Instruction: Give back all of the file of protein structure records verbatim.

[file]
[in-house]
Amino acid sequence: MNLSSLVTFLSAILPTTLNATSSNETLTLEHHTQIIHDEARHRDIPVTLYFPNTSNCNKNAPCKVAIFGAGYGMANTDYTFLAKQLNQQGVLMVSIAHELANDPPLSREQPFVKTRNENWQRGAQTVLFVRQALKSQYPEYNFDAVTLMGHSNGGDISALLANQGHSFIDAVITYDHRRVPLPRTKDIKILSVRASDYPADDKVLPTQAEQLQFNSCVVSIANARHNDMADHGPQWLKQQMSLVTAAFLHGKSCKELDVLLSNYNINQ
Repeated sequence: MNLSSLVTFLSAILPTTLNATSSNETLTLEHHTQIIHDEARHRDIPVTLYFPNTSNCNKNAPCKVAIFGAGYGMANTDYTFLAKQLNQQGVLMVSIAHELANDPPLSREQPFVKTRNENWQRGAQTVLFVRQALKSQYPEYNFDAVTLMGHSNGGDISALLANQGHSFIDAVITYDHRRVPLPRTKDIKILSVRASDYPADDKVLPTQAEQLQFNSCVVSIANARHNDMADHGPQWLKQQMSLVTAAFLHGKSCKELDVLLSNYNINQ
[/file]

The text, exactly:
[in-house]
Amino acid sequence: MNLSSLVTFLSAILPTTLNATSSNETLTLEHHTQIIHDEARHRDIPVTLYFPNTSNCNKNAPCKVAIFGAGYGMANTDYTFLAKQLNQQGVLMVSIAHELANDPPLSREQPFVKTRNENWQRGAQTVLFVRQALKSQYPEYNFDAVTLMGHSNGGDISALLANQGHSFIDAVITYDHRRVPLPRTKDIKILSVRASDYPADDKVLPTQAEQLQFNSCVVSIANARHNDMADHGPQWLKQQMSLVTAAFLHGKSCKELDVLLSNYNINQ
Repeated sequence: MNLSSLVTFLSAILPTTLNATSSNETLTLEHHTQIIHDEARHRDIPVTLYFPNTSNCNKNAPCKVAIFGAGYGMANTDYTFLAKQLNQQGVLMVSIAHELANDPPLSREQPFVKTRNENWQRGAQTVLFVRQALKSQYPEYNFDAVTLMGHSNGGDISALLANQGHSFIDAVITYDHRRVPLPRTKDIKILSVRASDYPADDKVLPTQAEQLQFNSCVVSIANARHNDMADHGPQWLKQQMSLVTAAFLHGKSCKELDVLLSNYNINQ